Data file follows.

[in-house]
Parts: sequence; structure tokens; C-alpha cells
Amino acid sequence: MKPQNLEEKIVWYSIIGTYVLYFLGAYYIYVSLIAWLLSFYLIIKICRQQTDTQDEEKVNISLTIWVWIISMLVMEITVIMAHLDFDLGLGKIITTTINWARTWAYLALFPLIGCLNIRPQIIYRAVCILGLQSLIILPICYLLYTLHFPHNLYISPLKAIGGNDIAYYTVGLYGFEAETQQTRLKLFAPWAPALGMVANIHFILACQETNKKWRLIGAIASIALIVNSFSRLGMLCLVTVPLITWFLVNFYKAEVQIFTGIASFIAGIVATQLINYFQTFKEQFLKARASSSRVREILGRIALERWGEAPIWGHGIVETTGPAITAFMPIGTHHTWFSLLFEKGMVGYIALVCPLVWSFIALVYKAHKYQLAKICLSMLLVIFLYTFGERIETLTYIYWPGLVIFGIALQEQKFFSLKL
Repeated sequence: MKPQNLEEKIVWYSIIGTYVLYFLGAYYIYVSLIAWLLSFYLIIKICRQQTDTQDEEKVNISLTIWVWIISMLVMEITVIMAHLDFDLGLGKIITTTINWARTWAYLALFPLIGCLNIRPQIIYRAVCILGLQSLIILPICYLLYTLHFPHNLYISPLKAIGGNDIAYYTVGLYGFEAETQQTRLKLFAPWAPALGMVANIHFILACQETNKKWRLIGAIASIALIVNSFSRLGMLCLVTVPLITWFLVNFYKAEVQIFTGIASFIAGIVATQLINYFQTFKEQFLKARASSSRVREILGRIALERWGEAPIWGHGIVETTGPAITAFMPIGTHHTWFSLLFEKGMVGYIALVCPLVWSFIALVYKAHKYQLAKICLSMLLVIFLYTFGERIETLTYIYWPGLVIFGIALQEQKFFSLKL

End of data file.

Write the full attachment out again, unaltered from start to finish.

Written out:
[in-house]
Parts: sequence; structure tokens; C-alpha cells
Amino acid sequence: MKPQNLEEKIVWYSIIGTYVLYFLGAYYIYVSLIAWLLSFYLIIKICRQQTDTQDEEKVNISLTIWVWIISMLVMEITVIMAHLDFDLGLGKIITTTINWARTWAYLALFPLIGCLNIRPQIIYRAVCILGLQSLIILPICYLLYTLHFPHNLYISPLKAIGGNDIAYYTVGLYGFEAETQQTRLKLFAPWAPALGMVANIHFILACQETNKKWRLIGAIASIALIVNSFSRLGMLCLVTVPLITWFLVNFYKAEVQIFTGIASFIAGIVATQLINYFQTFKEQFLKARASSSRVREILGRIALERWGEAPIWGHGIVETTGPAITAFMPIGTHHTWFSLLFEKGMVGYIALVCPLVWSFIALVYKAHKYQLAKICLSMLLVIFLYTFGERIETLTYIYWPGLVIFGIALQEQKFFSLKL
Repeated sequence: MKPQNLEEKIVWYSIIGTYVLYFLGAYYIYVSLIAWLLSFYLIIKICRQQTDTQDEEKVNISLTIWVWIISMLVMEITVIMAHLDFDLGLGKIITTTINWARTWAYLALFPLIGCLNIRPQIIYRAVCILGLQSLIILPICYLLYTLHFPHNLYISPLKAIGGNDIAYYTVGLYGFEAETQQTRLKLFAPWAPALGMVANIHFILACQETNKKWRLIGAIASIALIVNSFSRLGMLCLVTVPLITWFLVNFYKAEVQIFTGIASFIAGIVATQLINYFQTFKEQFLKARASSSRVREILGRIALERWGEAPIWGHGIVETTGPAITAFMPIGTHHTWFSLLFEKGMVGYIALVCPLVWSFIALVYKAHKYQLAKICLSMLLVIFLYTFGERIETLTYIYWPGLVIFGIALQEQKFFSLKL